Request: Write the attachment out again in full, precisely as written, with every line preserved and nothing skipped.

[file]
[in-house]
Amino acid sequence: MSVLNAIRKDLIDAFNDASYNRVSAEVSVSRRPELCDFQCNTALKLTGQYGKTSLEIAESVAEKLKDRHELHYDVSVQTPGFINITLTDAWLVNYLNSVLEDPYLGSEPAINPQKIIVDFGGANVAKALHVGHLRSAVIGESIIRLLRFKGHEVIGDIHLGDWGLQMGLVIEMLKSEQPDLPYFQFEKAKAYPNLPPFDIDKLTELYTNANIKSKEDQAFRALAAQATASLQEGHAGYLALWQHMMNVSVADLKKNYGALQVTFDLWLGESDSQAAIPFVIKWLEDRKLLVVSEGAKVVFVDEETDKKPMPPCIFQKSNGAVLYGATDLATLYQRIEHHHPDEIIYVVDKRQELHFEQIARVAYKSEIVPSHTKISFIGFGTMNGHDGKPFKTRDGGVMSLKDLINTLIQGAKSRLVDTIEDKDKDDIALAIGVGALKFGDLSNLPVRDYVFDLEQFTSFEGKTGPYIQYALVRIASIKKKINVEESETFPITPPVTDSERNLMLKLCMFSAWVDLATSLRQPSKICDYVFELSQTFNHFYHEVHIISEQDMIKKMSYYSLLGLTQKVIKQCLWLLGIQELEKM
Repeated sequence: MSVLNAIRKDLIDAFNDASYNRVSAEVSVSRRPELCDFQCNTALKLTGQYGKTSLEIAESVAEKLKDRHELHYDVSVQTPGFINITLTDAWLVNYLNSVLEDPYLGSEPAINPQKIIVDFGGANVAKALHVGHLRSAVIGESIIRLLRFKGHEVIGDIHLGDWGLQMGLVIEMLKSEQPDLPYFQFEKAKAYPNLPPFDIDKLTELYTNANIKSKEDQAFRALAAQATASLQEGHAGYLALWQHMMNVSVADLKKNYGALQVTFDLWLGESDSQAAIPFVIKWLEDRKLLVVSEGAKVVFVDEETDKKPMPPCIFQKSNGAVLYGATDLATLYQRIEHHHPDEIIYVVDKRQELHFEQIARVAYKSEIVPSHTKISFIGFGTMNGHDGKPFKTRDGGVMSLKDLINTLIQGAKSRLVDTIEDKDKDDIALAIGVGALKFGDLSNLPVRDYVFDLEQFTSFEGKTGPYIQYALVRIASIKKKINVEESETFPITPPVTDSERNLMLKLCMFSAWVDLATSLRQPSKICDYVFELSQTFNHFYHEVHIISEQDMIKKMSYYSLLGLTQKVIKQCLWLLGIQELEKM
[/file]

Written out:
[in-house]
Amino acid sequence: MSVLNAIRKDLIDAFNDASYNRVSAEVSVSRRPELCDFQCNTALKLTGQYGKTSLEIAESVAEKLKDRHELHYDVSVQTPGFINITLTDAWLVNYLNSVLEDPYLGSEPAINPQKIIVDFGGANVAKALHVGHLRSAVIGESIIRLLRFKGHEVIGDIHLGDWGLQMGLVIEMLKSEQPDLPYFQFEKAKAYPNLPPFDIDKLTELYTNANIKSKEDQAFRALAAQATASLQEGHAGYLALWQHMMNVSVADLKKNYGALQVTFDLWLGESDSQAAIPFVIKWLEDRKLLVVSEGAKVVFVDEETDKKPMPPCIFQKSNGAVLYGATDLATLYQRIEHHHPDEIIYVVDKRQELHFEQIARVAYKSEIVPSHTKISFIGFGTMNGHDGKPFKTRDGGVMSLKDLINTLIQGAKSRLVDTIEDKDKDDIALAIGVGALKFGDLSNLPVRDYVFDLEQFTSFEGKTGPYIQYALVRIASIKKKINVEESETFPITPPVTDSERNLMLKLCMFSAWVDLATSLRQPSKICDYVFELSQTFNHFYHEVHIISEQDMIKKMSYYSLLGLTQKVIKQCLWLLGIQELEKM
Repeated sequence: MSVLNAIRKDLIDAFNDASYNRVSAEVSVSRRPELCDFQCNTALKLTGQYGKTSLEIAESVAEKLKDRHELHYDVSVQTPGFINITLTDAWLVNYLNSVLEDPYLGSEPAINPQKIIVDFGGANVAKALHVGHLRSAVIGESIIRLLRFKGHEVIGDIHLGDWGLQMGLVIEMLKSEQPDLPYFQFEKAKAYPNLPPFDIDKLTELYTNANIKSKEDQAFRALAAQATASLQEGHAGYLALWQHMMNVSVADLKKNYGALQVTFDLWLGESDSQAAIPFVIKWLEDRKLLVVSEGAKVVFVDEETDKKPMPPCIFQKSNGAVLYGATDLATLYQRIEHHHPDEIIYVVDKRQELHFEQIARVAYKSEIVPSHTKISFIGFGTMNGHDGKPFKTRDGGVMSLKDLINTLIQGAKSRLVDTIEDKDKDDIALAIGVGALKFGDLSNLPVRDYVFDLEQFTSFEGKTGPYIQYALVRIASIKKKINVEESETFPITPPVTDSERNLMLKLCMFSAWVDLATSLRQPSKICDYVFELSQTFNHFYHEVHIISEQDMIKKMSYYSLLGLTQKVIKQCLWLLGIQELEKM